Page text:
Posted in April 2016

Aristocracy and Hawking

Aristocracy and Hawking

One of he great Indy films of England last century was ‘A Kestrel for a Knave’, based on both animals and people having a fixed hierarchy. This is the full list, from Sports and Pastimes of the People of England: The eagle, the vulture, and the merlun, for an emperor The ger-faulcon, and the tercel … Continue reading

Extincting Wolves in England & Wales

This is from Sports and Pastimes of he People of England, published in 1801. My previous post listed a lot of animals of the hunt, but wolves were absent, apparently because they were already hunted to extinction. It is generally admitted that Edgar gave up the fine of gold and silver imposed by his uncle … Continue reading

Naming the Beasts of the Hunt

This is from Sports and Pastimes of he People of England, published in 1801. Twice or Twety, grand huntsman to Edward II divides animals to be hunted into 3 groups: The first class contains four, which may be properly called beasts for hunting; namely, the hare, the hart, the wolf, and the wild boar. The … Continue reading

Wingrave Witches

This comes from Highways & Byways of Buckinghamshire, and shows not all witch accusations were accepted. This one seems particularly lame, again from the village of Wingrave : William Wooley, who was vicar here for 1753 to 1783, was a great witch-hunter in years when the belief in witchcraft was happily dying out. It is … Continue reading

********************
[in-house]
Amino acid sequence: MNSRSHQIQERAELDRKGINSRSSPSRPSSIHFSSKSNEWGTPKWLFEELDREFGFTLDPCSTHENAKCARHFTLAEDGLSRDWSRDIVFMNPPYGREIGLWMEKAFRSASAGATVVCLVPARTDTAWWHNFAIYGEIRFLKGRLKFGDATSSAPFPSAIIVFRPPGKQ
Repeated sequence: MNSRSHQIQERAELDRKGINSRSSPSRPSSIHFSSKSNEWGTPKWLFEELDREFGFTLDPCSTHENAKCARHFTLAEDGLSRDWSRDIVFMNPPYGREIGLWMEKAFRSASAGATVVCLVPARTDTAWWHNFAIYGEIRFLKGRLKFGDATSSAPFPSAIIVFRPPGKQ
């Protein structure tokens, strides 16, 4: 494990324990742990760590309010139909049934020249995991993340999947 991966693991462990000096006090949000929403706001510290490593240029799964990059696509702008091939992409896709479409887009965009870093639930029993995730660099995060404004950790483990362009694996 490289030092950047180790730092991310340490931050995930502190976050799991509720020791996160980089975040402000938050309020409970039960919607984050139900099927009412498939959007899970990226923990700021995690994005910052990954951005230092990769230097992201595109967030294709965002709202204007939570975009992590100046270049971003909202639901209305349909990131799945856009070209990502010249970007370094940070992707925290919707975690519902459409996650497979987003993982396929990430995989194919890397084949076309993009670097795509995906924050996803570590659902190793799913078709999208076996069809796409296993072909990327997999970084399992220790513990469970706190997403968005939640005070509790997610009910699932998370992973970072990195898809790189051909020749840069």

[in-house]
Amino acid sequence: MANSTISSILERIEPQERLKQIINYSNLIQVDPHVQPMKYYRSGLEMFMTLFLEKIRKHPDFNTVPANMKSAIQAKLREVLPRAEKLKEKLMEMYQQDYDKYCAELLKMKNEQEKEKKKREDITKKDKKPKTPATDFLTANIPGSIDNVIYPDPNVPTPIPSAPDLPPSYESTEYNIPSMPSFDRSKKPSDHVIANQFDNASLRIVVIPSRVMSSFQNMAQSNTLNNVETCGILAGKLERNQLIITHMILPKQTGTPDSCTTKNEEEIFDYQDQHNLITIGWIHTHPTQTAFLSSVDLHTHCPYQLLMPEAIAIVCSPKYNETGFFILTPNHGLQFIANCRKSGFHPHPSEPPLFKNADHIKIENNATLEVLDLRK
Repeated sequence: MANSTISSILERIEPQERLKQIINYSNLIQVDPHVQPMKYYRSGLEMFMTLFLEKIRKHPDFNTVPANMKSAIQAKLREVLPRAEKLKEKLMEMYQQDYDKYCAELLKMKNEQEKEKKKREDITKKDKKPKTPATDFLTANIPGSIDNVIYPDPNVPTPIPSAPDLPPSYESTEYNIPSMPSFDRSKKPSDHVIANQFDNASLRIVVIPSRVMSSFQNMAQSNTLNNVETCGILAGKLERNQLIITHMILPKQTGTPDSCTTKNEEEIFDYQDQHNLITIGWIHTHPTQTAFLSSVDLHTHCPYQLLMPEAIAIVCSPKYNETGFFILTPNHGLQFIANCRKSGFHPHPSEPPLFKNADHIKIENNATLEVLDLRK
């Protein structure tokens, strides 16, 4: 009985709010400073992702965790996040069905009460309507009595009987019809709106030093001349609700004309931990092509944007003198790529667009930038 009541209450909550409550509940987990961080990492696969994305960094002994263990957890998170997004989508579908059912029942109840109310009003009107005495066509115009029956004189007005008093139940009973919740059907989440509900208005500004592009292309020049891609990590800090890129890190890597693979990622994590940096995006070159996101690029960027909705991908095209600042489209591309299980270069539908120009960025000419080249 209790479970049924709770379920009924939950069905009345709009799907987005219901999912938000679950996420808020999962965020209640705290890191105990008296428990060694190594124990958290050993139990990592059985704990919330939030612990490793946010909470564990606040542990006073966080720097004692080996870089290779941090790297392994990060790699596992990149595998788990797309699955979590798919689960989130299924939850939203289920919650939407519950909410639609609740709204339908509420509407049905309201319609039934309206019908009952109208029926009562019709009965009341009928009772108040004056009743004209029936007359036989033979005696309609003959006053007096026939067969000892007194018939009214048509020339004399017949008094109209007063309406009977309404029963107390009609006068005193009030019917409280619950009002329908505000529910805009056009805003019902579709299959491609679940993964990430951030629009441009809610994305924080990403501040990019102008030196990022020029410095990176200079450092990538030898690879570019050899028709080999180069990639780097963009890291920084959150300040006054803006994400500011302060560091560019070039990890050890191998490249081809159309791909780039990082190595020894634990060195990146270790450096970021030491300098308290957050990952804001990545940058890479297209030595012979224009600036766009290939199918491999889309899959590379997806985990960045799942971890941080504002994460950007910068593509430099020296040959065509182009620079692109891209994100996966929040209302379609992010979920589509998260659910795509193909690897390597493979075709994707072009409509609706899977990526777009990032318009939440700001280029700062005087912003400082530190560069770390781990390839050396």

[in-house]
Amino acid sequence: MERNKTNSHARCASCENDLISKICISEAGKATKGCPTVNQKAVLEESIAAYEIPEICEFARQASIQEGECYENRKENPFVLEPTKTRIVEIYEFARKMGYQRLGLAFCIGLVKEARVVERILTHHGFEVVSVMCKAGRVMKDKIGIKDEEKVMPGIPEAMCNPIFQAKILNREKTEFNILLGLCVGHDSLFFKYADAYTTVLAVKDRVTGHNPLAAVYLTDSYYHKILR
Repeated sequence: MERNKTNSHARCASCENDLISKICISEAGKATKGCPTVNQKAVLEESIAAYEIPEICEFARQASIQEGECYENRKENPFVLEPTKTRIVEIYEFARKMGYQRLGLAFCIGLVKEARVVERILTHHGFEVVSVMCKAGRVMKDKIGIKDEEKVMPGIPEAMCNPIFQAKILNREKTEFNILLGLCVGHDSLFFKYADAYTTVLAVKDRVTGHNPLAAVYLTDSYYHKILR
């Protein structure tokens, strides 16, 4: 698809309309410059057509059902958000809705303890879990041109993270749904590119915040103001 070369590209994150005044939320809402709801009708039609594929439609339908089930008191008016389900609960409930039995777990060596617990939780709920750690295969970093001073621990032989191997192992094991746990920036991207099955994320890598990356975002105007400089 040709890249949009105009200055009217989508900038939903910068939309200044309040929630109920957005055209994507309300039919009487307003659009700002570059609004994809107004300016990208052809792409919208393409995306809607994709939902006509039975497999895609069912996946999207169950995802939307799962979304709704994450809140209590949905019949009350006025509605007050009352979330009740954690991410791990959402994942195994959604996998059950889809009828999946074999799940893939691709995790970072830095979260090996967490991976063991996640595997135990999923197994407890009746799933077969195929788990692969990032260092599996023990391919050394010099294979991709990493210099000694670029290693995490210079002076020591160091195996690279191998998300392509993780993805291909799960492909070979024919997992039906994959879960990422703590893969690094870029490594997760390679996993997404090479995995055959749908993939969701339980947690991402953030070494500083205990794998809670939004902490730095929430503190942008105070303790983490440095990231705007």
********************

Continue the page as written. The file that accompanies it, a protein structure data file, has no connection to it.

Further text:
Tudor Recreations

Before the Reformation it seems our ancestors’ lives were largely structured round work and religious festivals. After the dissolution, there were ongoing debates as to how people – especially the ignorant masses – were allowed to spend their time. This is from Sports & Pastimes of the People of England, citing Burton’s Anatomy of Melancholy, published in … Continue reading

Old Love

This is a charming piece from the Illustrated Police News, 1892, a reminder that some people did see old bones, and were still active in the past. PASSING NOTES Last week in a little meeting-house just outside Feltham David Macnamara, pensioner, who served in the Inniskilling Dragoons nearly 60 years ago, and who, though in … Continue reading

Go Home April, You’re Drunk

I heard about this online comment (tweet?) and have been sniggering over it since. One of my favourite cartoons is as medieaval image of a man hopping beside a big puddle saying ‘ Mr Bogman please give me back my shoe!’. This is a similar mindset. The words are addressed to as month, or season. … Continue reading

Scattering Grass In Wingrave Church

This is a strange ritual, but one recent enough to be traceable and so makes sense, well sort of. This is from Highways & Byways in Buckinghamshire: [Wingrave] church is the principal attraction. There is, for example, a rhyming record of a charity in one of the aisles: As day doth pass from houre to … Continue reading

St Andrew’s Day in the West Country

St Andrew is mostly associated with the Scots but of course he was one of the major saints, so generally widespread. This is from WestCountry Treasury by Alan & Anthony Gibson: St Andrew’s Day, like so many other saints’ days, was a splendid opportunity for all the young women to find out about their future … Continue reading